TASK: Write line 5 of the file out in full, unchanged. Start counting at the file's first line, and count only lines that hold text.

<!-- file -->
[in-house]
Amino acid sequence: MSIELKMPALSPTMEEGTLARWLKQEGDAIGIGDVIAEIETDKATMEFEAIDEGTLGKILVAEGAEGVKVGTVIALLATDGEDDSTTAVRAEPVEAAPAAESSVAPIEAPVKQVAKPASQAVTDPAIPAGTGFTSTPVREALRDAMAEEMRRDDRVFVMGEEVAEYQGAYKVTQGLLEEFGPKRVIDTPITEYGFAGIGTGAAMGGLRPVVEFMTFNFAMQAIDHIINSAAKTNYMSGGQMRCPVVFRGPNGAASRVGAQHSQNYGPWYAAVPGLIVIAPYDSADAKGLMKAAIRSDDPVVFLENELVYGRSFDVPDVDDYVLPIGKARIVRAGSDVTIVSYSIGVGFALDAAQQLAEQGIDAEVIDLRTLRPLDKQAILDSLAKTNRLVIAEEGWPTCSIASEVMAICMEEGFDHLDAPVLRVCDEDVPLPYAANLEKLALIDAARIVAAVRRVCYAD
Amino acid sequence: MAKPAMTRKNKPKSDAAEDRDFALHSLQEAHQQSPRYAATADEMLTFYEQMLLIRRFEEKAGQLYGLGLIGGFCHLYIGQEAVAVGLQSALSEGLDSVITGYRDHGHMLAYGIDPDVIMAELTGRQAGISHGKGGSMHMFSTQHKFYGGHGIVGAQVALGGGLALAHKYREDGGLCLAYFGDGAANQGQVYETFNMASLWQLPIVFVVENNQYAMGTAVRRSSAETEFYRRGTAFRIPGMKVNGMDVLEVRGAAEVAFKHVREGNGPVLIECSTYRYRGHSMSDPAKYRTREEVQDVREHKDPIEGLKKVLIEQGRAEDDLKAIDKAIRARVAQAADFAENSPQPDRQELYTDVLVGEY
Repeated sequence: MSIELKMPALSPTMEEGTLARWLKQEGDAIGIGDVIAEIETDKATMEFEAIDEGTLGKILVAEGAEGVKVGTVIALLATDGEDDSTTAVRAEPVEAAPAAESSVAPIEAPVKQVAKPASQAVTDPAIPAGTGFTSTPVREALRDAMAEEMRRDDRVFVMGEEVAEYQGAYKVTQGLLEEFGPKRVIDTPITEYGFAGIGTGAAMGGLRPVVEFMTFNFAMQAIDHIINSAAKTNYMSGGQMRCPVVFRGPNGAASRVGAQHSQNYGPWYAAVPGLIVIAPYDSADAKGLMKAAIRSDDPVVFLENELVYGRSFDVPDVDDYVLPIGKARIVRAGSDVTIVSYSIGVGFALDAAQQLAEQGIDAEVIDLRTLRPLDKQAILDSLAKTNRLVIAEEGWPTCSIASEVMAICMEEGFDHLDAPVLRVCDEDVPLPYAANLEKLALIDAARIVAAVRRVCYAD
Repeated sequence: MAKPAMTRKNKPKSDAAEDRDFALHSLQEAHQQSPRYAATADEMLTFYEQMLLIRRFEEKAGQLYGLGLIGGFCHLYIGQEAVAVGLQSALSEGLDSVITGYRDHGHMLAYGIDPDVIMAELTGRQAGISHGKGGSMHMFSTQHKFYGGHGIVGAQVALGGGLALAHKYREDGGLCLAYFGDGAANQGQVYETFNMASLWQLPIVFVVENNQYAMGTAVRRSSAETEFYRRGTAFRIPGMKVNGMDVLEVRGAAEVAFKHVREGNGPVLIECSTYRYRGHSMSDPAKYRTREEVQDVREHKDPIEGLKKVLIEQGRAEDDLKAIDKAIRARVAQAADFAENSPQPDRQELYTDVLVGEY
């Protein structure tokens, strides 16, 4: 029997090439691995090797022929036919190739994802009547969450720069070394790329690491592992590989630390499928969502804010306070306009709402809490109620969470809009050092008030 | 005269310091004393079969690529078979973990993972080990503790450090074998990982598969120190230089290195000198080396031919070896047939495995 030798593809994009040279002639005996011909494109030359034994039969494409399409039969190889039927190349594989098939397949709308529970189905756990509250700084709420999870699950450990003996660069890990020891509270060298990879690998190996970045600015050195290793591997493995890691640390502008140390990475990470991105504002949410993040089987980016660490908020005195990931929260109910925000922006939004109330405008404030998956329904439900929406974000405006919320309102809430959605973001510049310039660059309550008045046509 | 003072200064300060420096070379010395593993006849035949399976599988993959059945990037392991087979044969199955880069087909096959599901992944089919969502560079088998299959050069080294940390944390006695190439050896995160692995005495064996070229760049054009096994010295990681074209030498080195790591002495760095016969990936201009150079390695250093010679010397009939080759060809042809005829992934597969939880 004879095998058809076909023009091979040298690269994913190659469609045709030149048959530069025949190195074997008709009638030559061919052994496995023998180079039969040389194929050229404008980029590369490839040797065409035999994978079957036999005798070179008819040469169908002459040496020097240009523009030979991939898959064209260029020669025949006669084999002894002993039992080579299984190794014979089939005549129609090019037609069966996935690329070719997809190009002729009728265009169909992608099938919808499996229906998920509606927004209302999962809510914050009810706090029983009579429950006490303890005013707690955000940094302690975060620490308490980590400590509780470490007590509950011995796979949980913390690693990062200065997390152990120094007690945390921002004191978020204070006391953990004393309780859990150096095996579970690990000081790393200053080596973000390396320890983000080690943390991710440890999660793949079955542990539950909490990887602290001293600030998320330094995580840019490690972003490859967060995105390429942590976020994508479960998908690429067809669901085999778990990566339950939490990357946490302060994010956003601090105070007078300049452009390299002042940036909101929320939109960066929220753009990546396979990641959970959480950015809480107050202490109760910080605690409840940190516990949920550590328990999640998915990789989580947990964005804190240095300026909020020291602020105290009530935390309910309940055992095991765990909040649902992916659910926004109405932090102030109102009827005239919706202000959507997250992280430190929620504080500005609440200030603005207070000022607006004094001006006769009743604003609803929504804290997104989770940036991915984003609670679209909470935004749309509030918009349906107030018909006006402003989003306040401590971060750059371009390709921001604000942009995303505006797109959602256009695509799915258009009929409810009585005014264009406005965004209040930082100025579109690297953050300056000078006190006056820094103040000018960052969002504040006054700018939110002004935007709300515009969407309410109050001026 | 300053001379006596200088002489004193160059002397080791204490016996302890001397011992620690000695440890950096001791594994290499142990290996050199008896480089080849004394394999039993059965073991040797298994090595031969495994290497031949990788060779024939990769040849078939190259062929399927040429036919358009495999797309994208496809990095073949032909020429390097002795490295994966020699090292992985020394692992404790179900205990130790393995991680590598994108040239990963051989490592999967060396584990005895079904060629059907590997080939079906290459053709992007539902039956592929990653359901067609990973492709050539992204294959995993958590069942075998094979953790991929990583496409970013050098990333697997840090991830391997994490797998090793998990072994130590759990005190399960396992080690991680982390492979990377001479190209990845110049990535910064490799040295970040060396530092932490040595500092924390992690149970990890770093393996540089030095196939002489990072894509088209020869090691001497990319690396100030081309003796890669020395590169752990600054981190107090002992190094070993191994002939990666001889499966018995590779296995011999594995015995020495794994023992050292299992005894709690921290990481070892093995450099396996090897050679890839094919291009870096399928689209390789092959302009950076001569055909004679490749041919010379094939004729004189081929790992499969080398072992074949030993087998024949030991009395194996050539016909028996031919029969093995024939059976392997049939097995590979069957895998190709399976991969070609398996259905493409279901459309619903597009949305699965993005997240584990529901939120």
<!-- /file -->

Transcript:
Repeated sequence: MAKPAMTRKNKPKSDAAEDRDFALHSLQEAHQQSPRYAATADEMLTFYEQMLLIRRFEEKAGQLYGLGLIGGFCHLYIGQEAVAVGLQSALSEGLDSVITGYRDHGHMLAYGIDPDVIMAELTGRQAGISHGKGGSMHMFSTQHKFYGGHGIVGAQVALGGGLALAHKYREDGGLCLAYFGDGAANQGQVYETFNMASLWQLPIVFVVENNQYAMGTAVRRSSAETEFYRRGTAFRIPGMKVNGMDVLEVRGAAEVAFKHVREGNGPVLIECSTYRYRGHSMSDPAKYRTREEVQDVREHKDPIEGLKKVLIEQGRAEDDLKAIDKAIRARVAQAADFAENSPQPDRQELYTDVLVGEY